Multi-cloud itself is not a bad idea or strategy, but you have to understand what it really means to you. The multi-cloud term has been somewhat overused and seems to be a knee-jerk reaction to concerns about cloud or vendor lock-in. In addition, people have a misconception that they will be able to move workloads between on-premises, Azure and AWS at will, with ease and with no operational overhead. The reality is quite different. It takes time to get good at one cloud. It will take even more time to get good at several. You should definitely have a multi-cloud strategy, but it should be based on the business objectives you are trying to achieve. For example, you might want to run certain workloads in Google because of its capabilities; in Azure because of proximity to your corporate offices; or in AWS because of the breadth of offerings. But most certainly do not select multiple clouds because you are afraid AWS will raise the rates on you. After all, when you bought Oracle to power your workloads, you did not also purchase Sybase just in case Oracle changed its licencing agreements.
- You want to know when it is a good time in the cloud to take servers down to patch them
The good old Patch Tuesdays simply do not work in the cloud. If you really need to ask that, you are not ready for the cloud. Your infrastructure should be designed to be self-healing and to withstand failure, so if a server dies another one launches automatically based on the template defined. If that is how you have it set up, patching servers is as simple as updating the server template definition and relaunching the new one. Once the server passes the necessary tests in automated fashion, it can be safely put into use.
- You submit a ticket to your InfoSec team to check your server for vulnerabilities after you spin it up
This just smells of manual effort, ITIL processes and delays–not that checking for vulnerabilities is bad. On the contrary, it is absolutely essential, but that checking should be done automatically via your deployment pipeline. Your InfoSec team should be responsible for defining processes and the gates needed to ensure that servers are secure, but they should absolutely get out of the way when those servers get launched. The InfoSec team should be the enablers of security, instead of gatekeepers preventing things from being deployed quickly.
- Your Operations group is learning how to run CheckPoints, NetScaler, F5s, SolarWinds, Cisco routers and other data center tools in the cloud
Just do not do it. I am not against any of those tools per se, but do not blindly run to implement them in the cloud just because you have them in the data center and are comfortable with them. The whole point of tools is to help you achieve certain objectives, but there might be different ways to achieve those objectives in the cloud. Some of the old tools were never built for the cloud and its dynamic nature, and trying to force them into your cloud architecture could prove to be more detrimental than beneficial. Figure out what you are trying to do first, and work toward that. Case in point: if you use a monitoring tool in the data center to tell you when the server goes down so you can launch a new one, you might want to consider designing the architecture in the cloud to re-launch a server automatically without paging your Operations staff to do the same.
- You compare the cost of an on-premises server to a cloud instance to identify the savings
It is very tempting to do that, since most public cloud providers list the price of various instances online. After all, multiply X cents per hour times 720 hours per month and you have your cost. Match that against what it costs you for on-premises, and you can identify your savings or additional costs depending on the result. However, thinking that way is extremely short sighted for several reasons. First, server costs alone do not represent the true costs of running IT. Second, even if the server in the cloud is more expensive, that might be OK if you get more out of it. Simply take a look at our mobile devices. We pay a lot more for them now than a few years ago, but buy them anyway since they offer features and convenience we never had before. Last but not least, the mentality of “server A here is cheaper than server B there” places the focus on comparing widgets instead looking at the true promise of cloud, which is agility, innovation and the ability to deliver value faster.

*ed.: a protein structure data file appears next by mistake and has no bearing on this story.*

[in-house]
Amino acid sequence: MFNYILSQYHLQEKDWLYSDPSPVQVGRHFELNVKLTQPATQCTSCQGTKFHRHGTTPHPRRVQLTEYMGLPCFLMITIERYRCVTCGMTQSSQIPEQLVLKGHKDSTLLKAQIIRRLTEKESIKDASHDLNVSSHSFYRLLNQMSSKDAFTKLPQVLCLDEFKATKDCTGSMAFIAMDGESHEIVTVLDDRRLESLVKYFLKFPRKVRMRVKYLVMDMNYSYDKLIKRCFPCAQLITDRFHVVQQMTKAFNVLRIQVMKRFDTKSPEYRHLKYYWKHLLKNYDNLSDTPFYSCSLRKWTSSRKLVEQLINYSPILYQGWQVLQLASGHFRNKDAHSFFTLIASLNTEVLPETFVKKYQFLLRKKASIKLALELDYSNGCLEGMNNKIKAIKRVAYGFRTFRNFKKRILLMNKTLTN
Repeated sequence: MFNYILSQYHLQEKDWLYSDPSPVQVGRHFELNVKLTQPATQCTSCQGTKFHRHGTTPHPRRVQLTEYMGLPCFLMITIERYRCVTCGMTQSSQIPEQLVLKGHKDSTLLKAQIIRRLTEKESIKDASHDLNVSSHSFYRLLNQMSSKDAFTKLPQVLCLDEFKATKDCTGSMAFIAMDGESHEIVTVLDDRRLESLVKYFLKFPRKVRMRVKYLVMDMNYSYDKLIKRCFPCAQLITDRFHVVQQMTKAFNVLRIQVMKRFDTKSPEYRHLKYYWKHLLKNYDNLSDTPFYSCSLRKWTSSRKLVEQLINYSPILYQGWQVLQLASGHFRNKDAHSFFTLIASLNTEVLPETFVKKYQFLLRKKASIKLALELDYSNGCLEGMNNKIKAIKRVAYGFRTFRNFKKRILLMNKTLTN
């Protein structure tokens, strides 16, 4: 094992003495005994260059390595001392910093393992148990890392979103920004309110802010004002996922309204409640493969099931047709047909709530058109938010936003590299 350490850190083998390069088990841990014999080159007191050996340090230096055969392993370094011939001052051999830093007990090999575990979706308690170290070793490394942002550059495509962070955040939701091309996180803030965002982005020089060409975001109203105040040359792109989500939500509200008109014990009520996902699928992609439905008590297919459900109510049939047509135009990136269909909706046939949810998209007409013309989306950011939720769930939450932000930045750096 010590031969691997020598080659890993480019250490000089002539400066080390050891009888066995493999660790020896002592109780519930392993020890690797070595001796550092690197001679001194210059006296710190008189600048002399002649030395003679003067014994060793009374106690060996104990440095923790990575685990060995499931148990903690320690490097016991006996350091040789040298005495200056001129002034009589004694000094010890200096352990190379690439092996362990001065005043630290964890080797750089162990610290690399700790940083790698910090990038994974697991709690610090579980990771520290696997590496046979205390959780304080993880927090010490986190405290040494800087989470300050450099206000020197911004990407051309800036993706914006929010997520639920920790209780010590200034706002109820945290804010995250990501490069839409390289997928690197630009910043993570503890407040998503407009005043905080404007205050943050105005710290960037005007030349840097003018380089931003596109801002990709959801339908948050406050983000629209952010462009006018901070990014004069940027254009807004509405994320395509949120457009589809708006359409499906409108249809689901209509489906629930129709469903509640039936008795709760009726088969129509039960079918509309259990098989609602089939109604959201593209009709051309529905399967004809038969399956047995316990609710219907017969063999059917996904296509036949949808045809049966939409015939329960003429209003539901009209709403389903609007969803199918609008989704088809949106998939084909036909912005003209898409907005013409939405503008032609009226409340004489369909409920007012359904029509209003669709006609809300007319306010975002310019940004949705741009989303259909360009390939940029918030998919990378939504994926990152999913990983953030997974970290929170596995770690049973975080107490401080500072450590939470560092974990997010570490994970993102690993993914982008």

- You submit a ticket to ServiceNow to request IT to launch you a cloud instance
One of the essential cloud characteristics is on-demand self-service. Should you not be able to just do it yourself? Nothing else needs to be said here.
- You ask your auditors to check compliance every six months
You might be fully aware of the shared responsibility model and have already implemented the necessary controls. You might have your internal and even external auditors conduct periodic assessments of your cloud environment, but that is still a point-in-time exercise. If you have not implemented a process to continuously monitor your security and compliance in the cloud, you have some work to do. Cloud is dynamic, and checking your compliance posture just once in a while is simply not good enough.
- You send a few people to training and think your enterprise is ready for cloud
Operating in the cloud requires different skills. The most common mistake companies make is to not give enough attention to what is necessary to truly operate production environments in the cloud. Your people will need to be upskilled, retrained and possibly repositioned in order to support your business with cloud as the enabler. This goes far beyond just IT operations and should include other groups, such as developers, project management, finance, vendor management, legal/compliance, audit and even the most senior management. Sending Jim, John and Jackie to AWS class does not cut it. Putting in place a comprehensive cloud talent enablement program does.
- You get your bill and cannot figure where the costs come from
Oops, we did it again–got lost in the cloud spend. This happens more than you think. Cloud makes it easy to launch and use resources, therefore potentially surprising you at the end of the month. However, that is not the cloud provider’s fault, and it is not the reason to yell that cloud is a fake and costs more than what was expected. You probably did not do a good job setting your environment from the start. Initially, you should conduct a high level TCO to understand the rough magnitude of your spend. After that, you should ensure that you have appropriate fiscal governance in place (resource tagging, reporting, cross-charging, budget notifications, etc. to be in full control of your cloud spend, instead of just hoping for savings.
Did any of the above hit close to home? If it did, do not worry, you are not alone. The observations above are just some of the struggles we have seen our clients go through in their cloud journeys. If you are hitting similar roadblocks in your organization, give CTP a call. We can definitely help.